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Districts versus spines

I was recently having a discussion on Twitter about midrise buildings and architect Dermot Sweeny raised the important distinction between creating “spines” and creating “districts.”

What he was referring to with “spines” was the way in which Toronto is intensifying its “Avenues” with midrise buildings. It is a kind of linear form of intensification which almost always means that each building must transition in some way to the low-rise housing that typically abuts our Avenues. This is far less relevant in districts.

We have started to increase housing supply in our “Neighborhoods” through things like laneway houses and garden suites, but in most cases, we are arguably not creating urban districts.

This is of course a touchy subject. But I think it’s an important discussion to be having for a number reasons:

  • Increasing housing supply is a good thing
  • Angular planes and other transition measures make housing more expensive
  • Urban places are, I would argue, better defined through districts rather than spines
  • Mixed-use (employment) becomes more viable with districts
  • Transit infrastructure is better utilized with radial density around its stations

Can you think of any others?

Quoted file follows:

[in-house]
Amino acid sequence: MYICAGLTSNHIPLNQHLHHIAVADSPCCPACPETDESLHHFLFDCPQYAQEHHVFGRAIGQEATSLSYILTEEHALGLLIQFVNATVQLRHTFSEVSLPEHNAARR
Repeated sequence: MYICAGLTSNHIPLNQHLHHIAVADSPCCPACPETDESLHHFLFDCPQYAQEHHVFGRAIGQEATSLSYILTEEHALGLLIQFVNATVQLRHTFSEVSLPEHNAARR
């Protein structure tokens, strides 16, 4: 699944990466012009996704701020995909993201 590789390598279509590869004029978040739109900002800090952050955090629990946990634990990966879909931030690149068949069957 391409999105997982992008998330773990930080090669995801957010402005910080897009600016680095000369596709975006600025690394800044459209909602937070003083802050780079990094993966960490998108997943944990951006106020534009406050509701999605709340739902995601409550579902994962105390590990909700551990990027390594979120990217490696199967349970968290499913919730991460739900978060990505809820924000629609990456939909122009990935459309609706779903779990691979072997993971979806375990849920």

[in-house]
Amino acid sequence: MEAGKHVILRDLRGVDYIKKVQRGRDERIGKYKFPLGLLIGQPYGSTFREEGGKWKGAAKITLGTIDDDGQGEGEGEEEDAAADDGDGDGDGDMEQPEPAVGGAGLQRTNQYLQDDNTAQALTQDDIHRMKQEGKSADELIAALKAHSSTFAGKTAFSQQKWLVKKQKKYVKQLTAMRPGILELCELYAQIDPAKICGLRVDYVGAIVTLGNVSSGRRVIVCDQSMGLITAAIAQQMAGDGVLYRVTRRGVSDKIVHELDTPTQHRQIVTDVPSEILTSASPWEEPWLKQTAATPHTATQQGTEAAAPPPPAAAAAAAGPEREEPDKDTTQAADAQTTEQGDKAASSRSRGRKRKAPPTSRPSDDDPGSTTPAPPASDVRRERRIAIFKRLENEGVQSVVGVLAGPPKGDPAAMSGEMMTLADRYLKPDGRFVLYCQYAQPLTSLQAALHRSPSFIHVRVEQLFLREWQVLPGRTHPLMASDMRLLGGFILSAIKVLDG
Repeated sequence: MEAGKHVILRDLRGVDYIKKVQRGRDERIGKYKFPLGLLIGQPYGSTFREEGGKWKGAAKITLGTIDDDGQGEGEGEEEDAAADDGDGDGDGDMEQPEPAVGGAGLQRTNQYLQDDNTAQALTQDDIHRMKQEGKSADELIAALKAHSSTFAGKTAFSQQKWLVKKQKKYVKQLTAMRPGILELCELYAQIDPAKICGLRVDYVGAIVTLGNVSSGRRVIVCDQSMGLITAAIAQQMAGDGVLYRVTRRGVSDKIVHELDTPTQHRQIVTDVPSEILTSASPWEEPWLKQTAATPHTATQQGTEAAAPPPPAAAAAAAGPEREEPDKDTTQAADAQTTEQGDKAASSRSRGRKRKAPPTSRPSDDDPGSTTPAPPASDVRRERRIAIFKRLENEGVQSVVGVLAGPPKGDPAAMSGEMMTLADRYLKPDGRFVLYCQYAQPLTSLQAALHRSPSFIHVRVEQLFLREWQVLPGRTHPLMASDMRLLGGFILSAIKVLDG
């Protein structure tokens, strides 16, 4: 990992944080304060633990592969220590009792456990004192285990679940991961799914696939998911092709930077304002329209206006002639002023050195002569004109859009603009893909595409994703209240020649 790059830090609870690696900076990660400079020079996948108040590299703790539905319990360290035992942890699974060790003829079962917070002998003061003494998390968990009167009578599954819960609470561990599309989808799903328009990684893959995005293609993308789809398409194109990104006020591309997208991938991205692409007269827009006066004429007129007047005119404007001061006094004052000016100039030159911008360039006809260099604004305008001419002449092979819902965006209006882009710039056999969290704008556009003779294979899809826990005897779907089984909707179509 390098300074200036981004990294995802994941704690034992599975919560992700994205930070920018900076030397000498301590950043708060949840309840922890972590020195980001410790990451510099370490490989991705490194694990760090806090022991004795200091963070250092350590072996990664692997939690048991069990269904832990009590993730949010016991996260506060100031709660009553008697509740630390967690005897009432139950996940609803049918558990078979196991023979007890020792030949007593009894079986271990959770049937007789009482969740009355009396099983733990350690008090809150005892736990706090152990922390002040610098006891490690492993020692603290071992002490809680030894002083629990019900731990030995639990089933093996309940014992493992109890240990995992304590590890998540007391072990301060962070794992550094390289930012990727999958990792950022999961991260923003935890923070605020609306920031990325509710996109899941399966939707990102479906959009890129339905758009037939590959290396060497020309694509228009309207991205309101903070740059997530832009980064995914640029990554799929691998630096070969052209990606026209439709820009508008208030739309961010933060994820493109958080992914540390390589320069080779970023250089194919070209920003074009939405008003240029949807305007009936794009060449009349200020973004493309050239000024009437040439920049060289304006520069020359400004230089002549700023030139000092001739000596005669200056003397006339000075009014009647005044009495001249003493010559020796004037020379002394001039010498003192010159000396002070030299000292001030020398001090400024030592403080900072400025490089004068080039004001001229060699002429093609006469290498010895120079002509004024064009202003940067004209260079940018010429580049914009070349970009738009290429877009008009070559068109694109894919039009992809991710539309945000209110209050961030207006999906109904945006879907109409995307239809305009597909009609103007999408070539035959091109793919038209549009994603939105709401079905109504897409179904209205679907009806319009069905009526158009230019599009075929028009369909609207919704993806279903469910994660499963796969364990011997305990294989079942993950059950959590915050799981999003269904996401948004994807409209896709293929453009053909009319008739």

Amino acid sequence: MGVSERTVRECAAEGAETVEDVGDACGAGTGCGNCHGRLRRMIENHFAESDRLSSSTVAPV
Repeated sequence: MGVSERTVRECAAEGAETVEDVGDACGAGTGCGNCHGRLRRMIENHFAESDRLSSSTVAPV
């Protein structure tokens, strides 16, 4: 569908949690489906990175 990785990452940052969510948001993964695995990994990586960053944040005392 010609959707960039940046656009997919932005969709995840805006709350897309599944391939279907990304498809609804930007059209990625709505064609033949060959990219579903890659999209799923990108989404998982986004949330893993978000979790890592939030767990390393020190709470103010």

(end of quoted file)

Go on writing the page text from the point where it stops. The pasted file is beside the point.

Photo: Old Montrêal (Shot on iPhone)

1 Comment so far

  1. Mark A. Olinger

    I would tend to agree that Districts work better than Spines because my experience is that Districts can create more diversity of uses, better design (I’m an optimist) and–very importantly–create more opportunities for meaningful interaction with jobs, services, housing, parks, etc. Districts (or Nodes as we called them) are the centerpiece of Richmond’s newest award-winning Master Plan, “Richmond 300.” If Spines or Corridors are not very deep, you end up, as you say, with doing the design gymnastics to try and squeeze stuff in and not impinge on the neighbors on the next street over. Creates real challenges. We had an area in Madison, Wisconsin where we did a significant Corridor plan which envisioned a significant mixed-use character with much taller buildings because the blocks were so large along the Corridor (roughly 330′ deep x 660′ long, if memory serves) making it possible to accommodate buildings, integrated parking (or none at all as is the case in at least one project), open space, etc. Truly a once in a career kind of planning (and implementation) project.

    One last comment, who the hell laid out these shallow corridors anyway?? 🙂


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